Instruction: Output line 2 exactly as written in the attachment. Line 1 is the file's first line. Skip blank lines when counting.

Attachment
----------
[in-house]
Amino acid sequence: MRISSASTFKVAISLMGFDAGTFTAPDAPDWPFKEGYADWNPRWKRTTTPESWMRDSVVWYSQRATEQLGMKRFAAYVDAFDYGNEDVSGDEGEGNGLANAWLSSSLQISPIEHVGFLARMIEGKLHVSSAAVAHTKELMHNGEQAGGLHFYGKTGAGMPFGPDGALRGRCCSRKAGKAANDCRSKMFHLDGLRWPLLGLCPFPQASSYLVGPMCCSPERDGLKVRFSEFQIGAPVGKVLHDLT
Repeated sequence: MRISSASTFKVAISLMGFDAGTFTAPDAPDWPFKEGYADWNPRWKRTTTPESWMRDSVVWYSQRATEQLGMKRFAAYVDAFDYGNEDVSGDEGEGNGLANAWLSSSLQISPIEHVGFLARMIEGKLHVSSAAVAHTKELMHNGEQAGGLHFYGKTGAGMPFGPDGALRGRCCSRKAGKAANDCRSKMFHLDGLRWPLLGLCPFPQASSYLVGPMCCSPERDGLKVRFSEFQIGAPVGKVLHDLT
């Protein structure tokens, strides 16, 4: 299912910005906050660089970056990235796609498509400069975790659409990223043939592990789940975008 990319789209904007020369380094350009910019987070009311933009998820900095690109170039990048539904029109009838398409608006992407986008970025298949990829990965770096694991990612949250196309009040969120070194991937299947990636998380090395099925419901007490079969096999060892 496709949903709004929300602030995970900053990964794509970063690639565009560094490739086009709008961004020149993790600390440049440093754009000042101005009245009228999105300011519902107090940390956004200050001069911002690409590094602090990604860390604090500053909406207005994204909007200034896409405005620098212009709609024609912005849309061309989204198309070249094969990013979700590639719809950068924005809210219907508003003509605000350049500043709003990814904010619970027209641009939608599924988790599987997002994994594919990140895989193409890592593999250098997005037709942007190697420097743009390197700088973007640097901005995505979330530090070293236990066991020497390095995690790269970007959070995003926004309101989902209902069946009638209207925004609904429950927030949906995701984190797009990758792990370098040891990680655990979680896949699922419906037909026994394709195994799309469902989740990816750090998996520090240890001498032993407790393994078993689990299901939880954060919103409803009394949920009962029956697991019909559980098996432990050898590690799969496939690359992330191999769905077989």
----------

Amino acid sequence: MRISSASTFKVAISLMGFDAGTFTAPDAPDWPFKEGYADWNPRWKRTTTPESWMRDSVVWYSQRATEQLGMKRFAAYVDAFDYGNEDVSGDEGEGNGLANAWLSSSLQISPIEHVGFLARMIEGKLHVSSAAVAHTKELMHNGEQAGGLHFYGKTGAGMPFGPDGALRGRCCSRKAGKAANDCRSKMFHLDGLRWPLLGLCPFPQASSYLVGPMCCSPERDGLKVRFSEFQIGAPVGKVLHDLT